“We can access the road surface forecast for our area straight away on www.gladheid.nl; it's available in a text format or in a clear table and both provide forecasts for the 36 hours ahead. The forecast clearly specifies (through the use of different colours, figures and text) when surfaces will become slippery and which form of slipperiness is expected.”
“Gladheid.nl draws on the information provided by road surface sensors present in a representative cold section of the road network in our management area. This provides us with up-to-date information about the state of the road surface. We have six of our own measuring points in our area, because of which we always have a good overview of the situation. MeteoGroup uses this local road-surface information to extensively monitor the management area and alert us well in advance if slippery road conditions are expected.”
MeteoGroup supplies and installs this road-surface report system in collaboration with Van den Berg Infrastructuren (part of BAM).
“In addition to the Gladheid.nl site and direct telephone contact, the RoadMaster app provides us with an extensive visual depiction of the most essential information, regardless of the time and place. The RoadMaster overview page also generates an alert if slippery road conditions are expected within the next 24 hours. RoadMaster has access to all relevant detailed MeteoGroup precipitation images, both current and forecast, in which different colours are used to depict a specific type of precipitation (rain, wet snow, snow, sleet and hail).”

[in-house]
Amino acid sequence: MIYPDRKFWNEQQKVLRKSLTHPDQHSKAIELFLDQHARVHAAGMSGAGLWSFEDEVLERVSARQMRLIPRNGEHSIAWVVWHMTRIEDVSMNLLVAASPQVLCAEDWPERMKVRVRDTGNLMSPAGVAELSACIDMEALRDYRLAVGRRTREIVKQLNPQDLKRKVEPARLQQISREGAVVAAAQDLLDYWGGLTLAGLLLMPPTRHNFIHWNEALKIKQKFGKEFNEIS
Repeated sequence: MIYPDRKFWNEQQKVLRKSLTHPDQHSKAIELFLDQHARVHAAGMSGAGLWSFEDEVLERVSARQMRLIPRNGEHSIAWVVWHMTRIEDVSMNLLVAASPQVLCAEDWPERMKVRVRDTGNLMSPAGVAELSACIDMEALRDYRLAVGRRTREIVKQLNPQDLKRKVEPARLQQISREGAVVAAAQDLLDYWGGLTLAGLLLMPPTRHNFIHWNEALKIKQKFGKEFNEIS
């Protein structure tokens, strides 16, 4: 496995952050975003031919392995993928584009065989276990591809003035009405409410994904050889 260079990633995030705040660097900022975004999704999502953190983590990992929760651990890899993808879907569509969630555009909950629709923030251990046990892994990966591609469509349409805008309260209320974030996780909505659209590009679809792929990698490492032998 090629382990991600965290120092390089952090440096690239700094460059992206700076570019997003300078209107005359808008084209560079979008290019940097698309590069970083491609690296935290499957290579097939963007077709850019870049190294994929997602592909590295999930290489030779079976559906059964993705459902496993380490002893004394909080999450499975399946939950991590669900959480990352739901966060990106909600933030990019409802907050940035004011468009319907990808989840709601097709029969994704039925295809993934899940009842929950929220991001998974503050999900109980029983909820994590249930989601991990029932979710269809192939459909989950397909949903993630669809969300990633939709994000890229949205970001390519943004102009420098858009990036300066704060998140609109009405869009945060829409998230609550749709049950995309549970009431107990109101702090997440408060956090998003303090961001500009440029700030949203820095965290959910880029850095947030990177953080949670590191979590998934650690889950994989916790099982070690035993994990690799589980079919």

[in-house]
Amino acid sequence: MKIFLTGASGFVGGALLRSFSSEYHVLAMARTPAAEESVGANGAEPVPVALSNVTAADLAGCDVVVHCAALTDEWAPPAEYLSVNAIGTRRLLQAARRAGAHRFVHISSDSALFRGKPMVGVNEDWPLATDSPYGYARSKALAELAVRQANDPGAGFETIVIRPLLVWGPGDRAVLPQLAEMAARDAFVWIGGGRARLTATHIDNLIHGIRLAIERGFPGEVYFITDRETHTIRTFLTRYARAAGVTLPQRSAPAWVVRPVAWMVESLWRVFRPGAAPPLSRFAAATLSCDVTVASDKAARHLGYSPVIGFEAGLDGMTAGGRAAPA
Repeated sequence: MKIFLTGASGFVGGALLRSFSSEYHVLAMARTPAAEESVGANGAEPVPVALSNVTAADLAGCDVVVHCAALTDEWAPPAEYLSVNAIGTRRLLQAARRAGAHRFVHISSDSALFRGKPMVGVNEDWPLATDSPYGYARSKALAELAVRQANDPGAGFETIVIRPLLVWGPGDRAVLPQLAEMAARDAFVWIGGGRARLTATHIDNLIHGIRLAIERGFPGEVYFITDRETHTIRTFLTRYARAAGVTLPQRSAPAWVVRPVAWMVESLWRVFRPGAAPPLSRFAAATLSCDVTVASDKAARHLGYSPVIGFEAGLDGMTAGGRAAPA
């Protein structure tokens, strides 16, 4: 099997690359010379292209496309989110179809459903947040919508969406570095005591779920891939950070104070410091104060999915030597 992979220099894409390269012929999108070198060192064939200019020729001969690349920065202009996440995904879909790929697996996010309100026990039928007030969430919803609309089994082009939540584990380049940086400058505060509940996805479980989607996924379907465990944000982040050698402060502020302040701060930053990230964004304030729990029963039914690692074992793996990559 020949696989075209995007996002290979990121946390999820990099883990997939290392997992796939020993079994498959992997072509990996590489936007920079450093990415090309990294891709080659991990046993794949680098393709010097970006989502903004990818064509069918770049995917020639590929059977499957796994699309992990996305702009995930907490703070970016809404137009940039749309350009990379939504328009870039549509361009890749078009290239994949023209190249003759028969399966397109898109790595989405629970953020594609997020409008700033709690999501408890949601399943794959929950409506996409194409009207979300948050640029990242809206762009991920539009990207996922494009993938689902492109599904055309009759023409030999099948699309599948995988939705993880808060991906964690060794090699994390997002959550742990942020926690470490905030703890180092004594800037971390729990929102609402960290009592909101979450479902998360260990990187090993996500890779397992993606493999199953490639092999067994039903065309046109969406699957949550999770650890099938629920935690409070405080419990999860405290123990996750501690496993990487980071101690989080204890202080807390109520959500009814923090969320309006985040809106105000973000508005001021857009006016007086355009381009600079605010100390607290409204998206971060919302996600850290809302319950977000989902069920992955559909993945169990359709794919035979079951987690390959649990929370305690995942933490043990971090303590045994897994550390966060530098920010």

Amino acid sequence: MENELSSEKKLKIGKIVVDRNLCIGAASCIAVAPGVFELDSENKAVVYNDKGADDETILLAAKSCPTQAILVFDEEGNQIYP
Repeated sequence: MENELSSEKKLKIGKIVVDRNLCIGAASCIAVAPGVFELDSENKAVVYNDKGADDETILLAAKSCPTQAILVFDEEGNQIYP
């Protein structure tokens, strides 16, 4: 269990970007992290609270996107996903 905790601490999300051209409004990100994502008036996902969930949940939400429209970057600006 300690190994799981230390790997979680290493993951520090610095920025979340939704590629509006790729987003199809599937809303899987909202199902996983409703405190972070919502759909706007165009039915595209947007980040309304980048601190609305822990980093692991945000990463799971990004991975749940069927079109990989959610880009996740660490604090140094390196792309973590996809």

A harsh winter
Although this year was extremely busy, a harsh winter doesn't automatically mean that a lot more salt will need to be spread. It's true to say that mild winters, with a lot of temperature fluctuations around the freezing point and high humidity, create a huge amount of work and, more in particular, necessitate a great deal of interaction and consultation with the Weather Office. In this type of winter, it's vital to arrive at a correct assessment of the situation. At times like this, it is also very reassuring to know that we can rely on the extensive expertise of the meteorologists in the Weather Room.”